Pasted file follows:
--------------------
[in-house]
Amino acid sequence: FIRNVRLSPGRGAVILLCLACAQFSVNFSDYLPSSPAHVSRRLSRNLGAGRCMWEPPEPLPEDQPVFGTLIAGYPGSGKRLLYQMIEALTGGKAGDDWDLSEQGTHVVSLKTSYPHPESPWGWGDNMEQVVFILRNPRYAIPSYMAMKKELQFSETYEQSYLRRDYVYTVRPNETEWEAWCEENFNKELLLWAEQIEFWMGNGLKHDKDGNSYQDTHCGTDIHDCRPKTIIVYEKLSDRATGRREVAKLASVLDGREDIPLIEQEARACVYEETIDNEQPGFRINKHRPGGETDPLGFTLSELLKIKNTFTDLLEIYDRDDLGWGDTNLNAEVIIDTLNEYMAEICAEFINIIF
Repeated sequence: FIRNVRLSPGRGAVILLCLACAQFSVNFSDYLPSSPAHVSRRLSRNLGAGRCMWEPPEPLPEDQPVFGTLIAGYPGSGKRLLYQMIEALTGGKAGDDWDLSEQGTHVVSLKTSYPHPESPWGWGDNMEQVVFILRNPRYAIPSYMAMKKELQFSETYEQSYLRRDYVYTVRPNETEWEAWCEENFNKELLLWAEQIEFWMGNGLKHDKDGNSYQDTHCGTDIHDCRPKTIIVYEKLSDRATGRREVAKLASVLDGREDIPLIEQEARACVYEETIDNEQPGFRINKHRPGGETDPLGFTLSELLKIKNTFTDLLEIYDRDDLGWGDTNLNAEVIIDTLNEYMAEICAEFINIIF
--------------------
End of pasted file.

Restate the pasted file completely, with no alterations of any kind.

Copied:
[in-house]
Amino acid sequence: FIRNVRLSPGRGAVILLCLACAQFSVNFSDYLPSSPAHVSRRLSRNLGAGRCMWEPPEPLPEDQPVFGTLIAGYPGSGKRLLYQMIEALTGGKAGDDWDLSEQGTHVVSLKTSYPHPESPWGWGDNMEQVVFILRNPRYAIPSYMAMKKELQFSETYEQSYLRRDYVYTVRPNETEWEAWCEENFNKELLLWAEQIEFWMGNGLKHDKDGNSYQDTHCGTDIHDCRPKTIIVYEKLSDRATGRREVAKLASVLDGREDIPLIEQEARACVYEETIDNEQPGFRINKHRPGGETDPLGFTLSELLKIKNTFTDLLEIYDRDDLGWGDTNLNAEVIIDTLNEYMAEICAEFINIIF
Repeated sequence: FIRNVRLSPGRGAVILLCLACAQFSVNFSDYLPSSPAHVSRRLSRNLGAGRCMWEPPEPLPEDQPVFGTLIAGYPGSGKRLLYQMIEALTGGKAGDDWDLSEQGTHVVSLKTSYPHPESPWGWGDNMEQVVFILRNPRYAIPSYMAMKKELQFSETYEQSYLRRDYVYTVRPNETEWEAWCEENFNKELLLWAEQIEFWMGNGLKHDKDGNSYQDTHCGTDIHDCRPKTIIVYEKLSDRATGRREVAKLASVLDGREDIPLIEQEARACVYEETIDNEQPGFRINKHRPGGETDPLGFTLSELLKIKNTFTDLLEIYDRDDLGWGDTNLNAEVIIDTLNEYMAEICAEFINIIF